Various Artists – The Treasure Isle Ska Albums Collection
Released 11st January 2018
Twofer including the Treasure Isle 60s albums, The Birth Of Ska, Latin Goes Ska, The Skatalite! and Don Drummond Greatest Hits, plus a raft of extras recorded around the same time for Duke Reid’s label. LTW’s Ian Canty hears the results of the ever-resourceful Jamaican music scene when the US R&B well ran dry.
As the 1950s drew to a close, the men who ran the sound systems which drove Jamaica’s music scene were faced with a conundrum. The raucous jump blues and R&B boogie that set the lawns dancing on the island were in decline in the US. The vast majority of discs that drove the systems came from there, and new material was always needed to keep the system’s operator ahead of the game. The demand was still there, but the supply was running out with the change of fashion. For Duke Reid, it was doubly important that a resolution was found, as he had to keep his dances fresh with new dance smashers. He also ran his own radio show into the bargain. His and others’ actions to remedy this situation would set in motion a course of events which would furnish the island with its first international popular music successes and build thousands of careers along the way.
It was simple really; the best ideas always are. When you can’t get new recordings from the USA, do it yourself. At first there was a resistance from some dance patrons and even system operators to the home-grown sounds, but steadily the Jamaican musicians’ offerings took over the lawn dances. A natural heavy blues influence was present and it is easy to hear that boogie-woogie and (what would soon become) ska shared similar traits.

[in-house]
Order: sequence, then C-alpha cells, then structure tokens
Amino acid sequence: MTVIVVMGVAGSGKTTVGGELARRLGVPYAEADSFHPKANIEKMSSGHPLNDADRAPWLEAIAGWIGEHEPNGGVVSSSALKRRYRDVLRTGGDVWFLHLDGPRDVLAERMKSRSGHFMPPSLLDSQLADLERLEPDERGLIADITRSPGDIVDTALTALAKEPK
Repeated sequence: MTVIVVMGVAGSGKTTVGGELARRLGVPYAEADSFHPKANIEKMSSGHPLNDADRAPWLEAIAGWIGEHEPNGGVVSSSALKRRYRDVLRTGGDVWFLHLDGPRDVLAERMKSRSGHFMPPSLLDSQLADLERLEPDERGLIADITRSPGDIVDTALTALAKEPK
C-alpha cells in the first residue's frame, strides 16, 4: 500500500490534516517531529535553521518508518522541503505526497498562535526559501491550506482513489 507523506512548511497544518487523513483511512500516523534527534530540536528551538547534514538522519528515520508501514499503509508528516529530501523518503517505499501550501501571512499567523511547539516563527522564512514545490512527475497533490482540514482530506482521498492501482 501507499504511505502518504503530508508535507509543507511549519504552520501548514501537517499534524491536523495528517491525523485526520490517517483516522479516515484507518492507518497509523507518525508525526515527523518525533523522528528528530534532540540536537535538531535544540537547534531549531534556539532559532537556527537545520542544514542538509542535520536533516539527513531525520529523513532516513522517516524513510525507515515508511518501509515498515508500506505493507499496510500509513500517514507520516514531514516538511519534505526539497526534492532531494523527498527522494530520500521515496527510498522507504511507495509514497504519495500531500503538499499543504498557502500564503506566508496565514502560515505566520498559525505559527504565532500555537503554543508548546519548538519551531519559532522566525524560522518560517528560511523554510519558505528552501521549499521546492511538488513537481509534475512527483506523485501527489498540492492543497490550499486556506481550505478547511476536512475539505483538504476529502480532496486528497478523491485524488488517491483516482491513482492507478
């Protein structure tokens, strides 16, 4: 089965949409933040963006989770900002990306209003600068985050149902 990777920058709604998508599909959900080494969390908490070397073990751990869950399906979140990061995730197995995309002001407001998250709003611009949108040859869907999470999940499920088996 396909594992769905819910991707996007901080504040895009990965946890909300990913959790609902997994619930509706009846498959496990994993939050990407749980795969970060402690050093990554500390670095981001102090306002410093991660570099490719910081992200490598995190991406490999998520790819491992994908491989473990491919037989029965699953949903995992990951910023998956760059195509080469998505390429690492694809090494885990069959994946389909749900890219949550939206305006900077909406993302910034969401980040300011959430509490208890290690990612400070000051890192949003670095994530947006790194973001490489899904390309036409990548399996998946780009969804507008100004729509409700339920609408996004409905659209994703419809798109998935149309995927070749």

The musical set-up of the bands that took these faltering steps to the future were largely in the jazz mode where they learnt their chops, with full horn sections, piano and the warm sound of an upright bass. Added to that, through design or error, motifs of more local musical forms began to show up. The vocal lines and song lyrics, on occasion, showed their debt to calypso, the sometimes satirical music form that had first been established on nearby Trinidad and Tobago a century earlier, when a more exotic rhythm base was the in thing. Local indigenous drumming that Rastafarian groups played added a different beat and as all these things combined, a new musical form was born.
Soon this local phenomenon was given the name ska. There seems to be no definitive answer on why the moniker was arrived at, with one theory stating the guitar on these early recordings made a sound like the word ‘skat’ and it was further abbreviated from that. Reid was initially not a fan of ska, branding it simplistic and sticking with a slow flow of US imports more to his taste. But he soon came around and when he moved onto Bond Street and his new premises (complete with the Treasure Isle recording studio), his label swiftly became a byword for quality ska.
He called on a raft of expert musicians including the Skatalites to provide a winning beat and with a lot of early ska being purely instrumental, the trombone of the ill-starred Don Drummond and saxophones of Roland Alphonso, Lester Sterling and Tommy McCook floated into the place normally occupied by vocals. When it came to singers, he also had aces of the likes of Justin Hinds and the Dominoes and Stranger Cole to turn to.
Of course these early Ska recordings were purely designed as seven-inch singles, fodder for the dances that drove Jamaican music at the time. As the 60s wore on, though, the Duke among others saw that the album format provided a lucrative second life for the single cuts that had become played out at the lawns, particularly overseas where ska was making a mark. Compilations of his work began to emerge, with the young modernists in the UK, digging that driving beat at clubs like The Scene in Ham Yard, soon looking to have a bundle of these sounds on one disc. One of the first of these collections was aptly entitled the Birth Of Ska. Released way back in 1962, the record kicks off this new collection.